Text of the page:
Two Indian-American brothers have been sentenced to over seven years in prison for committing fraud in H1B visa programme, popular among IT and software professionals, to create a low-cost workforce in the US.
Atul Nanda, 46, and his brother, Jiten “Jay” Nanda, 45, were each sentenced by Judge Barbara M. G. Lynn, the Chief U.S. District Judge for the Northern District of Texas, to 7 years and two months in federal prison, according to U.S. Attorney John Parker. The brothers were recently convicted by a jury following a trial.
U.S. authorities had filed an indictment in 2013 alleging that the firm created by the brothers, Dibon Solutions, sponsored H-1B workers for jobs that didn’t necessarily exist. The visa holders were only paid if the company was able to place them.
Dibon was headquartered in Carrollton, Texas.
Each was convicted on one count of conspiracy to commit visa fraud, one count of conspiracy to harbour illegal aliens and four counts of wire fraud. The brothers, who have been out on bond, were remanded to the custody of the US Marshals Service.
“The H-1B visa program is a powerful and positive tool for businesses and foreign workers alike when properly used. When employers abuse the program, the foreign workers become a captive stable of cheap labour, victimised to the company’s financial benefit,” said US Attorney John Parker.
Owners of Dibon Solutions, an IT consulting company located in Texas, Nanda brothers recruited foreign workers with expertise who wanted to work in the US. They sponsored the workers’ H-1B visa with the stated purpose of working at Dibon headquarters in Carrolton, Texas but did not have an actual position at the time they were recruited and knew the workers would ultimately provide consulting services to third-party companies located throughout the US.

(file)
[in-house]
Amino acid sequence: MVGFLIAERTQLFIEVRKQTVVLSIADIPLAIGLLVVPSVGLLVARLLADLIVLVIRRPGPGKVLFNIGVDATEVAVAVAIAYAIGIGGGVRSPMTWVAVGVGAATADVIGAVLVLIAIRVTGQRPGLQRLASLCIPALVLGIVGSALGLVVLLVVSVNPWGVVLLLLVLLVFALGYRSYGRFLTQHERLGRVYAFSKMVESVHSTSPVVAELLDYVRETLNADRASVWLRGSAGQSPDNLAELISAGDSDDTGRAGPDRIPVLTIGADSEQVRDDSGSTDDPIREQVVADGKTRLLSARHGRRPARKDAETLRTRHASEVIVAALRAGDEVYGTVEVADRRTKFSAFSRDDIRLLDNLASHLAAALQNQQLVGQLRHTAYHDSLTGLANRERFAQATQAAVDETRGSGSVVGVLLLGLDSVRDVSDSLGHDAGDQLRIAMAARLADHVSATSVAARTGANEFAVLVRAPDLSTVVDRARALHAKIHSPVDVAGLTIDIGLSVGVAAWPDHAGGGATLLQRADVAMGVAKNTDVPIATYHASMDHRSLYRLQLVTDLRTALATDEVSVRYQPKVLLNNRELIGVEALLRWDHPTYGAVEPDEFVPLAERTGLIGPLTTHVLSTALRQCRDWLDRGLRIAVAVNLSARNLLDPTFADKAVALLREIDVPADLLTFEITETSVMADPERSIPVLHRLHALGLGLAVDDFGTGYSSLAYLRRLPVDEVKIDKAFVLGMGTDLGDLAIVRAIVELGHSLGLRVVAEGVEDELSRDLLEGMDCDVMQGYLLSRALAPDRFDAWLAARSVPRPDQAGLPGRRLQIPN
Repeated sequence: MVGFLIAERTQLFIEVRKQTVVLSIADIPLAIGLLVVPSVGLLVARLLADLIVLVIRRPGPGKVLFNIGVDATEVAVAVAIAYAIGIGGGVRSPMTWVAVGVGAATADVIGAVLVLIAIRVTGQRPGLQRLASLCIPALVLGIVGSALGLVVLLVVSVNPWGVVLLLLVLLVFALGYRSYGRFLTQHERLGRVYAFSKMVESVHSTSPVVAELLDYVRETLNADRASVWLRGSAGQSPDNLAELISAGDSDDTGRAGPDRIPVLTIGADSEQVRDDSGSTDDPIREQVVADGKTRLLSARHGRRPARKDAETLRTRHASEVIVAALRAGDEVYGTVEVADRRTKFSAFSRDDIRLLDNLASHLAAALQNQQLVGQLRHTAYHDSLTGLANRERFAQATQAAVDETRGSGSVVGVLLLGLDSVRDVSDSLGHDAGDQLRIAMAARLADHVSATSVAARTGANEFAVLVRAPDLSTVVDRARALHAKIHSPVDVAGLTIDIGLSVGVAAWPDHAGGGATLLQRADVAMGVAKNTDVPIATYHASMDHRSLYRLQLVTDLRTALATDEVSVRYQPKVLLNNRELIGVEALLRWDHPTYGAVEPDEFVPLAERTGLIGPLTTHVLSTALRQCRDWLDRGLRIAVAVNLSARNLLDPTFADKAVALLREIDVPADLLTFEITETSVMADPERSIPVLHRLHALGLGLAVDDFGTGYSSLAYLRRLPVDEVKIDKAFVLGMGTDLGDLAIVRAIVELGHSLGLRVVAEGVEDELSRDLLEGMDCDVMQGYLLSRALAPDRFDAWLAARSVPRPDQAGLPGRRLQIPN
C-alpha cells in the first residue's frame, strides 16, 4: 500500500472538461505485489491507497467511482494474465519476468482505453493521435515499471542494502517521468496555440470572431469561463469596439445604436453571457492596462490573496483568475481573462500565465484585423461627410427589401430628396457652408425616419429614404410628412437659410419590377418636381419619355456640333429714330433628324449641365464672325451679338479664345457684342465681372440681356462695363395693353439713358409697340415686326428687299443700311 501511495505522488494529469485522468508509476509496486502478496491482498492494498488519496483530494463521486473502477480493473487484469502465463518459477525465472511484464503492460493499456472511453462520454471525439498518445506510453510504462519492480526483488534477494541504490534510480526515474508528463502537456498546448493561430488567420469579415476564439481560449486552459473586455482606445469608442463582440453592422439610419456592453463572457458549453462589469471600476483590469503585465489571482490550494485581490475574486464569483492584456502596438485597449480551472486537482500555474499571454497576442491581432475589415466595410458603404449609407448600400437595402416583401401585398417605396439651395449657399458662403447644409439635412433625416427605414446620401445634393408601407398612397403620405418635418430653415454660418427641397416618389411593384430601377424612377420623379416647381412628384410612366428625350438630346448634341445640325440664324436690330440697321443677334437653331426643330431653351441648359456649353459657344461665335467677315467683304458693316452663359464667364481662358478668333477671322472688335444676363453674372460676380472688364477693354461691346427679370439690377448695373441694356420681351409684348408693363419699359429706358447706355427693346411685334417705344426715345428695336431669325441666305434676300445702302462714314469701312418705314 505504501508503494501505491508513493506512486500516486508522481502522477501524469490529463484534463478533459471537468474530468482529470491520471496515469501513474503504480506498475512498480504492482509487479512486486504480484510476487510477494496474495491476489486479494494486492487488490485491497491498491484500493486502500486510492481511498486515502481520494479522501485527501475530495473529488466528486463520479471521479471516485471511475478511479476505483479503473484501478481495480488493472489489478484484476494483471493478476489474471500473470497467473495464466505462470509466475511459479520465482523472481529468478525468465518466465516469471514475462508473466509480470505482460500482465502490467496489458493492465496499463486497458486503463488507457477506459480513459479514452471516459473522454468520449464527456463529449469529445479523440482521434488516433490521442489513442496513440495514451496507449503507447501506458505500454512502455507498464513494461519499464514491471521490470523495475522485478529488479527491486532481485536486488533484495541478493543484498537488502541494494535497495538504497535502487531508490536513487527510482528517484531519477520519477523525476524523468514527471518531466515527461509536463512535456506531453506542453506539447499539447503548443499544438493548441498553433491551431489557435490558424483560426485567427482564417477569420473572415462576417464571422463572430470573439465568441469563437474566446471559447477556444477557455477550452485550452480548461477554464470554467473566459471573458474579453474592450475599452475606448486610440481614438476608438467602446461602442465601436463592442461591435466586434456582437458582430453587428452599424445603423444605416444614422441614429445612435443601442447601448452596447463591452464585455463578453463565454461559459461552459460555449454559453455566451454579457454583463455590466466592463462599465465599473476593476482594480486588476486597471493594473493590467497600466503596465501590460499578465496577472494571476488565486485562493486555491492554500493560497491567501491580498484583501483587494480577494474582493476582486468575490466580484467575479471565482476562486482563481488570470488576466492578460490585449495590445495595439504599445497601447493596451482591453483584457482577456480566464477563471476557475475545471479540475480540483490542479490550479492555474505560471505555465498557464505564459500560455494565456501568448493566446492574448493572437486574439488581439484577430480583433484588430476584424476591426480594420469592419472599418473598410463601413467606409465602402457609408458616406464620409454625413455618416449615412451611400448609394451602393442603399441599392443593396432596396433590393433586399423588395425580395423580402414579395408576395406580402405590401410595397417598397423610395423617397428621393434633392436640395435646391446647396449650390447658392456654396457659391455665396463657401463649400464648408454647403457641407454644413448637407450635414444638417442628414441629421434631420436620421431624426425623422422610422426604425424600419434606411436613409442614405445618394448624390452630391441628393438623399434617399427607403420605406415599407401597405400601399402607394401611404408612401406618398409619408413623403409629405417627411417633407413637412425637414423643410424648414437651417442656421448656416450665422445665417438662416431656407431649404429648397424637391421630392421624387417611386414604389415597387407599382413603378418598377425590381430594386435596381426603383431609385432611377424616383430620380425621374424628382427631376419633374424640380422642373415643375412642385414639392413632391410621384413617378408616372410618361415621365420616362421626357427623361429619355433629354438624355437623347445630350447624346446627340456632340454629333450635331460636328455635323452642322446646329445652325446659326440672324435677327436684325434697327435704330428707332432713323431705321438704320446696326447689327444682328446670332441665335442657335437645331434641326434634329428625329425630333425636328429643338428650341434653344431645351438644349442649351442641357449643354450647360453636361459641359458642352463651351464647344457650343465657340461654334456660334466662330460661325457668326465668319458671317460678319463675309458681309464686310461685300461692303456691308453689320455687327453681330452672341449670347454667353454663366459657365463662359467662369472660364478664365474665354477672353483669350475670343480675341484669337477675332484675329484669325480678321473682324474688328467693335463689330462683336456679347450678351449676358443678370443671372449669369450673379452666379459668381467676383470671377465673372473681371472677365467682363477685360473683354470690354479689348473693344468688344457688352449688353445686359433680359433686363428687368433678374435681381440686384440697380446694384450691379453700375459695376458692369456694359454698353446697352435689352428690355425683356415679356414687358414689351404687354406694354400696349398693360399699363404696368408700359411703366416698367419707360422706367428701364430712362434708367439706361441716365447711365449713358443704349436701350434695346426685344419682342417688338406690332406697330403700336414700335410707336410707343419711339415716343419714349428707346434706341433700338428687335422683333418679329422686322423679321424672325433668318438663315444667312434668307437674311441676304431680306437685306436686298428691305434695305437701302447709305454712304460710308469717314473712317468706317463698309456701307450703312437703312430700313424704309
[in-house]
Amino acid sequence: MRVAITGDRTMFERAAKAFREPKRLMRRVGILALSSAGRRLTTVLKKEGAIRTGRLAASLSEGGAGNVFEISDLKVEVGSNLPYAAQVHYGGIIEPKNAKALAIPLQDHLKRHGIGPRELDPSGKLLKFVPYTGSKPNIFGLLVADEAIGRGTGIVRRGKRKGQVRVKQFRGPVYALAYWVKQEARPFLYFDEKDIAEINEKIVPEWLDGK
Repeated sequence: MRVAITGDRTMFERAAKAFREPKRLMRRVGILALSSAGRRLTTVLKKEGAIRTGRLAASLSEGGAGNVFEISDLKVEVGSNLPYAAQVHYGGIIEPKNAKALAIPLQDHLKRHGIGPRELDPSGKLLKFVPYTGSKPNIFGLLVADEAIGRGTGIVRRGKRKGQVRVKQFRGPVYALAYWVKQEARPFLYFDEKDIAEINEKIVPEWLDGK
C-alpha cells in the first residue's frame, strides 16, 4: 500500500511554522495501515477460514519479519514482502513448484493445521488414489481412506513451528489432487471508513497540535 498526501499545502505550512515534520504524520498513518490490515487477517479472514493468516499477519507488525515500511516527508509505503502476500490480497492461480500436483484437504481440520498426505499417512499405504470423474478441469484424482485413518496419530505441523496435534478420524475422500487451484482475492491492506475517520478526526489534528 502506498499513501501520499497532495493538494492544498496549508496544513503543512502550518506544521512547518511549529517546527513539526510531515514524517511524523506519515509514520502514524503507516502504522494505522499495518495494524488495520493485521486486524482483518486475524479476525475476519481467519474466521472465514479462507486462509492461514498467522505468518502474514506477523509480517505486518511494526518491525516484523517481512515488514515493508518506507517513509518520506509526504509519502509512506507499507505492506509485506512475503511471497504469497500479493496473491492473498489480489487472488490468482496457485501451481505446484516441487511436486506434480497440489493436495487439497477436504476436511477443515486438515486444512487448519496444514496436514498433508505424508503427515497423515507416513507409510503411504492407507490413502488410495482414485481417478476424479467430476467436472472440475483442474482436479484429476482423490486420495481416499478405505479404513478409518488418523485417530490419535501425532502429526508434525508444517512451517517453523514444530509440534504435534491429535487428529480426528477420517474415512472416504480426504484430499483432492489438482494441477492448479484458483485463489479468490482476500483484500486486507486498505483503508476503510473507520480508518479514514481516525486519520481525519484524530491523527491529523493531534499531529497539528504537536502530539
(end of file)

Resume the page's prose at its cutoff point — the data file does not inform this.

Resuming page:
Contrary to representations made by the conspirators to the workers (and the government), Jay and Atul directed that the workers only be paid for time spent working at a third- party company and only if the third-party company actually first paid Dibon for the workers’ services.
They falsely represented that the workers had full-time positions and were paid an annual salary, as required by regulation to secure the visas. This scheme provided the conspirators with a labour pool of inexpensive, skilled foreign workers who could be used on an “as needed” basis.
The scheme was profitable as it required minimal overhead and Dibon could charge significant hourly rates for a computer consultant’s services, the Department of Justice said.
Thus, the Nandas earned a substantial profit margin when a consultant was assigned to a project and incurred few costs when a worker was without billable work.
This scheme is known as “benching”. Dibon actively recruited H-1B workers for the “bench”, the Department said. They made the H-1B visa candidates to pay the processing fees that according to the law should be paid by the company.
Three others Siva Sugavanam, 37, Vivek Sharma, 48, and Rohit Mehra, 39, who each pleaded guilty before trial to one count of aiding and abetting visa fraud, were each sentenced earlier this month by Judge Lynn to two years’ probation.
Sugavanam was the lead recruiter for Dibon, Sharma acted as Dibon’s office manager and Mehra recruited employees for the bench and transported benched employees to and from Dibon Headquarters. All three had knowledge of and/or involvement in the filing of false documents with the Department of Labour and the Department of Homeland Security (DHS) in securing recruits’ employment with Dibon.